Under rules approved at an SEC open meeting on Wednesday, some 3,200 advisors will find themselves “switched” to state, rather than SEC, regulation because of a change in the way they are classified as mandated by Title IV of the Dodd-Frank Act. The new rule takes effect June 28, 2012.
Investment advisors had been classed by AUM. Those with more than $25 million AUM had been required to register with the SEC, while those with less than $25 million had been subject to state regulation. The AUM value was set in 1996 by Congress and had not changed since its inception.
However, under the new rules, designed to lessen the load on the SEC, advisors with between $25 million and $100 million AUM will find themselves no longer under the jurisdiction of the SEC. They will instead be subject to state jurisdiction, unless their states do not consider advisors subject to examination.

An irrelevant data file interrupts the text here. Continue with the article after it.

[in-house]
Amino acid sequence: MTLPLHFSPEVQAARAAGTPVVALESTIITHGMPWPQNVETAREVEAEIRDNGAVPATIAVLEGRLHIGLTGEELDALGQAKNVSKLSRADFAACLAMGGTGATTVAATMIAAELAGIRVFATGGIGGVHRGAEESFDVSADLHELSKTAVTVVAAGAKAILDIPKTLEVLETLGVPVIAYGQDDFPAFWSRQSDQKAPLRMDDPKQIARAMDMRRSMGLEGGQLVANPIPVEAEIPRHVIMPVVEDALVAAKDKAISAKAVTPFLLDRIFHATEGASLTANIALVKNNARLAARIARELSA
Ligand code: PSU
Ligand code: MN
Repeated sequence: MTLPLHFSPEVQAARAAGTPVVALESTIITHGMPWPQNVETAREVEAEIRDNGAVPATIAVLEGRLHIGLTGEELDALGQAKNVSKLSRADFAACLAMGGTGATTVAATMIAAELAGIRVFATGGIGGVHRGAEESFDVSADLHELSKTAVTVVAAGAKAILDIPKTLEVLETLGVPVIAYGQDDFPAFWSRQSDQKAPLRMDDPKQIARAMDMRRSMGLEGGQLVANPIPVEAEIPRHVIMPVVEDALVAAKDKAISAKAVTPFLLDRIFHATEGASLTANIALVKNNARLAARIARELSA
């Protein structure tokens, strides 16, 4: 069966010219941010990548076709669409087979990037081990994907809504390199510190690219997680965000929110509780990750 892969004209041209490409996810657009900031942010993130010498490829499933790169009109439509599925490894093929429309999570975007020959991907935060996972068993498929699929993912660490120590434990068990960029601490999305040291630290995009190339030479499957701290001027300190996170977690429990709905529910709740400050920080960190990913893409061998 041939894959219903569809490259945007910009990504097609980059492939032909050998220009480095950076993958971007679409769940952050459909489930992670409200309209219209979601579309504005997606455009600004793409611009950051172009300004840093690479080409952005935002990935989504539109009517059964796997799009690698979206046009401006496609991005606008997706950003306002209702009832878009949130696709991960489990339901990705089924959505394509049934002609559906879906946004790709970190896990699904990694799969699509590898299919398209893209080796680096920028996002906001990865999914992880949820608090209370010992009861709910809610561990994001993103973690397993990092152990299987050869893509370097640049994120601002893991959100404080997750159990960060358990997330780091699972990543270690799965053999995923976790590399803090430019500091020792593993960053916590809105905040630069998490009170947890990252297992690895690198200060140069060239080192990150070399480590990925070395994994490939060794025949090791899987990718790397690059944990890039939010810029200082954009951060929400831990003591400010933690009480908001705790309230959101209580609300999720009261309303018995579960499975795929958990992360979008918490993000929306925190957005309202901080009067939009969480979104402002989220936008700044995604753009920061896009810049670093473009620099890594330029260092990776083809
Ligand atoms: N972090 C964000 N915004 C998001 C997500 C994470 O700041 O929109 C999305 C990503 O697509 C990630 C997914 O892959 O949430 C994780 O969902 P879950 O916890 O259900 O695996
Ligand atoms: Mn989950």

According to testimony at the meeting, all states were canvassed to determine whether they treated advisors under their jurisdiction as subject to examination. Wyoming, Minnesota and New York said they will not regulate midsize advisors. Advisors from those states will still be required to register with the SEC.
David Tittsworth, executive director of the Investment Advisers Association, said he had spoken with SEC senior staff who told him the SEC is “revising its estimate on the number of SEC-registered RIAs that will switch to state registration,” to about 3,200 advisors.
In a blog for AdvisorOne on the June 22 SEC open meeting on the “big switch,” Tittsworth wrote that about 4,000 advisors would be affected by the rule. The lower estimate, Tittsworth said the SEC officials had informed him, was because New York and Minnesota “have indicated they will not be part of the switch.”